A Foray into New York’s Underground Electronic Scene

aerial shot of room filled with people

Hi Y’all!

By way of introduction, I am Annie, a Gallatin student studying the political, economic, and cultural inequalities of globalization. This summer, I am using my interest in the music industry to illustrate how the electronic music industry is affected by globalization, what that means in concrete terms for the two cities of New York and Berlin, and how the two electronic music communities respond to the changes wrought by a global market place and new technology. I am interested in underground scenes specifically because of the reaction they represent to the rise in popularity of mainstream electronic in the last 10 years. Artists and events people who use the term ‘underground’ often do so in reference to themselves, meaning that they are striving for a differentiation between themselves and the regular. Often this can mean that underground music and parties strive for a certain exclusivity, whether of sound, location, musical composition, level of intelligibility or all of the above. In New York, I began the project with the understanding of ‘underground’ in reference to a number of warehouse parties taking place in Brooklyn. In Berlin, the term ‘underground’ holds a little less weight, where many artists who consider themselves to be underground in their home-countries are celebrated. In Berlin, underground culture is paradoxically mainstream. As a result of large numbers of club-goers in Berlin, audiences are curated for the musicians rather than vice versa.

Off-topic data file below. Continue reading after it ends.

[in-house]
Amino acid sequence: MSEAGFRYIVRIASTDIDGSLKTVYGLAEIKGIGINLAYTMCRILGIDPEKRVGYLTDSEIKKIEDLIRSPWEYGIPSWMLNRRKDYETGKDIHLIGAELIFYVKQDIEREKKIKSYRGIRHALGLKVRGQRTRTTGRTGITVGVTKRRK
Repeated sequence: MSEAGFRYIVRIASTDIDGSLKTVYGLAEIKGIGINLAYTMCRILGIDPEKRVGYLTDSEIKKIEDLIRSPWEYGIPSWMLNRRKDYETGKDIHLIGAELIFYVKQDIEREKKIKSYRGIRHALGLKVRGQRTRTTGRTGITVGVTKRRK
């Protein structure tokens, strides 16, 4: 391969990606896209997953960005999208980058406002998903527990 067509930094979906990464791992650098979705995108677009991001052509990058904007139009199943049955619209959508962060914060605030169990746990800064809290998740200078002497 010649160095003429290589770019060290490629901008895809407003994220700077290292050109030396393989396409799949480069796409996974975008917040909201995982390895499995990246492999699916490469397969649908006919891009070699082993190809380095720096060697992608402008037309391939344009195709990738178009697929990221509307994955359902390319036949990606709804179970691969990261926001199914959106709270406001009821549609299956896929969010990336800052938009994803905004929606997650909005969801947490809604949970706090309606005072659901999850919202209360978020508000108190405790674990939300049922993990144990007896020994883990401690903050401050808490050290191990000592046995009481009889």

So far, I have spent the last four weeks mapping the New York underground scene, identifying the major events collectives and record labels involved with the “resurgence” of nightlife in Brooklyn. Through interviews, I have begun to formulate an oral history of the New York scene which traces the heyday of the dance and disco-scene in Manhattan, through to the crackdown on clubs in Manhattan with 9/11 and Giuliani’s term as Mayor, to the new resurgence which has been taking place for the past couple of years. However, despite the agreed upon existence of a resurgence, many of the new and small events collectives struggle to make profits (indeed often lose thousands of dollars throwing events). I am excited to travel Berlin in the next week to see what effect government support of club culture, rather than active government quashing, has on the electronic scene there.

Warehouse space of an underground party in Brooklyn.
A warehouse party thrown by De’la Funk, a year-old events collective.
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A Resolute warehouse parties, one of the oldest and most popular event collectives in Brooklyn.
Berghain, the mecca of the underground dance scene, as a lego set, perhaps illustrating the complicated nature of using a term like ‘underground’.

3 thoughts on “A Foray into New York’s Underground Electronic Scene

  1. Hey Annie!

    This sounds like a very exciting project. Really curious what you find out in Berlin too! I saw you wrote about the German government supporting club culture, but I’ve also heard many stories of clubs being forced to close down in Berlin. I’m not sure about the exact reasons, but I think it’s important to incorporate that in your research, especially if you’re saying Germany is more supportive than the US.